By Our Reporter
The fourth edition of the Conference on Land Policy in Africa (CLPA) will be held in a hybrid format on November 2- 4 2021, under the theme: “Land governance for safeguarding art, culture and heritage towards the Africa We Want”.
The Conference’s theme aligns to the African Union Declaration of 2021 as African’s Year of Art, Culture and Heritage through the theme, “Arts, Culture and Heritage: Levers for Building the Africa We Want”.
CLPA is organized by African Land Policy Centre (ALPC), a joint initiative of the United Nations Economic Commission for Africa (ECA), the African Union Commission (AUC), and the African Development Bank (AfDB). It will be co-hosted by the Government of Rwanda
Joan Kagwanja, Chief of ALPC notes that land in Africa is at the centre of culture and heritage, which provides a framework for a continental discourse towards improving the land governance space and attaining “The Africa We Want” as envisioned in the AU Agenda 2063.
She further observed that the ALPC recognizes the potential role of arts, culture, and heritage in catalysing the socioeconomic development and integration of the African continent. Hence, the proposed theme draws inspiration from the AU Agenda 2063 as a shared strategic framework and blueprint for inclusive growth and sustainable development.
“The year of arts, culture and heritage happens at a time when AU Member States are grappling with the effects of the COVID-19 pandemic, which imposes heavy human, financial and economic costs to the land governance space in Africa,” said Ms Kagwanja.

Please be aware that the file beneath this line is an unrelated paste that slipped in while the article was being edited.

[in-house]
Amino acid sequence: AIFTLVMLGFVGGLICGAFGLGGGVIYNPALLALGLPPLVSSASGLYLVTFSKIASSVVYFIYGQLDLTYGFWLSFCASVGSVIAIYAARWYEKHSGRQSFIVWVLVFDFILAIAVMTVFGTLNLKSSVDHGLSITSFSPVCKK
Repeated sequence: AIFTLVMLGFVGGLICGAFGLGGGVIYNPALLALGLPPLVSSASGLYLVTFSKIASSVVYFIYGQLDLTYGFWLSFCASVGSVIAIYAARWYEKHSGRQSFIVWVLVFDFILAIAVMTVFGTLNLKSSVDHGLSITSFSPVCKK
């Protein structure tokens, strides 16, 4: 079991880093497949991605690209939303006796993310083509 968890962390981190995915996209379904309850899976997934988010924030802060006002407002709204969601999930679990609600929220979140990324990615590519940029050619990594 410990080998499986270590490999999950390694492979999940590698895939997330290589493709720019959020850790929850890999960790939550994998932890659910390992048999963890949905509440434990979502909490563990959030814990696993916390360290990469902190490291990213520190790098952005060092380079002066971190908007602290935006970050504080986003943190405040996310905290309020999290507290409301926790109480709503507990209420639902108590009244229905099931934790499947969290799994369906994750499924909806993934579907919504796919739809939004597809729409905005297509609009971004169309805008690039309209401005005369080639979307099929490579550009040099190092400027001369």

The overall objective of the Conference is to deepen commitment and strengthen capacity for land policy development, implementation and monitoring in Africa through improved access to knowledge and information in support of evidence-based land policymaking.
The CLPA conference is expected to improve knowledge in support of evidence-based land policy development, implementation and monitoring in Africa; enhanced and deepened consensus amongst African policymakers and stakeholders on promising avenues for addressing land governance challenges; improved networking, partnerships and resources for land governance and land policy in Africa; better appreciation of the role of land for safeguarding Africa’s art, culture, and heritage on livelihood particularly for marginalised groups.
Held every two years, the conference draws participants from government, academia, research, traditional authorities and other non-state actors, private sector and development partners to disseminate and exchange knowledge to promoting dialogue, networking, advocacy and partnerships in support of implementation of the AU agenda on land. Central to this agenda is evidence-based land policy development, review, implementation and monitoring.
Source: Africa News